- WATCH: Kazakhstan’s Emerging Solar Industry is Helping its Transition to a Green Economy
- As Asia and the Pacific’s climate bank, ADB will continue to drive the case for clean energy in Central Asia.
- “Adherence to Paris Agreement is increasingly assuming center stage in our private sector infrastructure support in the region.”– Shan Chakraboty, ADB
Like many economies in Central Asia, Kazakhstan relies heavily on fossil fuel. It uses coal in about 70% of its electricity generation.
ADB partners with EBRD to support two major solar projects in Kazakhstan. These are milestone projects that will boost the country’s energy mix.
100 MW M-KAT power plant is one of the largest solar power projects in Central Asia.
50 MW Baikonyr solar project is ADB’s first long-term local currency financing in the region.
The emerging solar industry in Kazakhstan is a major step to decarbonize its economy and promote clean energy sources.
Central Asia is still heavily dependent on fossil fuel for energy.
In Kazakhstan, coal-fired plants account for about 70% of power generation.
But the land-locked country is transitioning to a green economic growth path by shifting to clean energy
“In 2009, legislation was passed to support renewable energy, which has helped to attract new investors. The aim is to increase the share of renewable energy to 6% by 2025, 15% by 2030, and by 2050 it should be 50% of the energy mix,” shares Daulet Zakaryanov, Department Head of Monitoring and Implementation, Renewable Energy Sources Facilities of Kazakhstan’s Ministry of Energy.
“We plan to increase renewable energy capacity through 59 projects with total output of 1400 MW.”
ADB, together with EBRD, supports two major solar power projects to boost the share of renewables in the country’s energy mix.
Managed and operated by the private sector, these will improve the country’s energy security, particularly in power-deficient southern Kazakhstan.
M-KAT solar power project is a 100-MW power plant in southeastern Kazakhstan that covers about 300 hectares of land.
It is ADB’s largest solar power project in Central Asia and is expected to generate an average of 176 gigawatt hours of energy annually.
“The power plant was built to reduce energy deficiencies in the southern region, as well as increase clean energy production and help decarbonize the economy,” says Ilya Chernodarov, Director of Business Development in Central Asia, Total Eren Services Kazakhstan LLP, “One of the innovative features of the solar power plant is the use of single-axis tracker systems. This system tracks the movement of the sun and so increases electricity production by 25%.”
Dana Sarsenbayeva, Financial Director Total Eren Services, Kazakhstan LLP also shares her team’s experience working with ADB. “From the beginning ADB has demonstrated its commitment to a very high-quality of work. It was a good example for us and motivated us to put our processes at the same high level.”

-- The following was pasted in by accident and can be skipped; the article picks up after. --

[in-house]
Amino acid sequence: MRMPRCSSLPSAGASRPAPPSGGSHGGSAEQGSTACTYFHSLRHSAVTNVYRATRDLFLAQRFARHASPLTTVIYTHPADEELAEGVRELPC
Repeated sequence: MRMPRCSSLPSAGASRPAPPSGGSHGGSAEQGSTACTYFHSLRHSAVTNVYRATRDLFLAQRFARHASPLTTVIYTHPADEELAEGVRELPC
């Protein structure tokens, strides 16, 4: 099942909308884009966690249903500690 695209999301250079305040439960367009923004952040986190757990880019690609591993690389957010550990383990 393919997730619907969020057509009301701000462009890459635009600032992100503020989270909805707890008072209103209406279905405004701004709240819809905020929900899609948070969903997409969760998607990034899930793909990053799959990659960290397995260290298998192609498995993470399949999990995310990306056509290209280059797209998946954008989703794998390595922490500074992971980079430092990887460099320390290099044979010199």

“I am very pleased that ADB pays due attention to gender, improvement of socio-economic developments, and the development of entrepreneurship in communities around the project sites,” she continues.
50-MW Baikonyr solar power project, located in souther Kazakhsta, is ADB’s first long-term local currency financing in Central Asia.
Clean energy generated by this plant will reduce CO2 emissions by 40,000 tons annually.
“The power plant is located in Kyzylorda, which imports 55% of its energy supply from other regions,” discloses Yevgeniy Gladyev, Director General, Baikonyr Solar LLP, “So the project aims to provide clean energy to this electricity deficient area and decrease its dependence on energy from other regions. We have also provided more than 40 jobs to local residents in the project area.”
ADB, through its Private Sector Operations Department, provided both solar power companies with long-term financing.
Shantanu Chakraborty, Director for ADB’s Central and West Asia, South Asia Infrastructure Finance, explains that ADB’s private sector operations department is pushing the climate finance agenda in multiple ways in Central Asia.
“Adherene to Paris Agreement is increasingly assuming center stage in our private sector infrastructure support in the region. We do sincerely expect the topography of the energy sector to dramatically change in the next five to 10 years. Energy transition, in various forms and manners, has certainly picked up steam in the region,” continues Chakraborty.
Aside from producing clean energy, the solar projects are creating local job opportunities.
The success of these projects demonstrates the viability of solar projects in Kazakhstan.
It is expected to attract more investors in the country’s emerging solar industry and help Kazakhstan take a major step towards transition to green economic growth by 2050.